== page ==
If Jetbrains did something bolder like supported all languages in Community edition, then that might change the equation, as that undercuts myeclipse significantly, and some might switch, but it would be slow uptake. Maybe Genuitec (http://www.genuitec.com/about/) should be paying Jetbrains hush money to keep IntelliJ J2EE edition out of sight inside IntelliJ Ultimate edition.


I agree that suddenly having a lot of devs able to fix bugs won't necessarily mean that they actually get fixed, and like you say, it's likely that Jetbrains will continue to be a bottleneck. After all, it's been possible to develop plugins for a long time now but it's been such a frustrating experience that very few stick with it. I'd potentially be interested in fixing a few of my pet bugs, but I would need some direction. I hope that Jetbrains invest at least some time in doing some limited mentoring for people interested in fixing bugs - if I could choose a bug, be given at least some idea of where to look to fix it and some idea of how it might be done, then I'm more than happy to do it if I have time.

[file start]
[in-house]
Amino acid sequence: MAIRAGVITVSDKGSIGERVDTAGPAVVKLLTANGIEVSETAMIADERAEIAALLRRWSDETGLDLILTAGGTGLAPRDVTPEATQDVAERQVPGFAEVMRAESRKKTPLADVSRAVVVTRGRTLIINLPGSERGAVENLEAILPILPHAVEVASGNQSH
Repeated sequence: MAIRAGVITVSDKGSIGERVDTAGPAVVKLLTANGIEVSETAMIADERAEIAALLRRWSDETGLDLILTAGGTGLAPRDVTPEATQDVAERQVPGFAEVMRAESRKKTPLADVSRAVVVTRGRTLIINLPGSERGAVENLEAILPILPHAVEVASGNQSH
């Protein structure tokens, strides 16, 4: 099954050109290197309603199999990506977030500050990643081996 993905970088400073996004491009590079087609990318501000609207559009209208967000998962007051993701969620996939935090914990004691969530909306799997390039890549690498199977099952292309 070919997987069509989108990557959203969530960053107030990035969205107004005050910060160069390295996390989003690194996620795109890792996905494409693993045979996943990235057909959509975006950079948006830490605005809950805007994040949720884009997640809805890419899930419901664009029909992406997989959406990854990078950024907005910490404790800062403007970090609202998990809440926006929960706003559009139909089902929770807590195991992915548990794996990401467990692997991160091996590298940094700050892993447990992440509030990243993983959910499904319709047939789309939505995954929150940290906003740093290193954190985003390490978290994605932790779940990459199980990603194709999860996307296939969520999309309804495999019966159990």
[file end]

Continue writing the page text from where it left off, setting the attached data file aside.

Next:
As for the division beween community and ultimate, I don't see that they could do it any other way. Don't get me wrong, I'd love to get it all for free but I also don't want Jetbrains to go out of business and what you get for what you pay is excellent value IMO.


Note that there is no such thing as "Ultimate release branch". CE and UE versions are built by a single build process from the same code base.



I'll be happy to try some mentoring. What bug would you like to work on?


Hi Dmitry,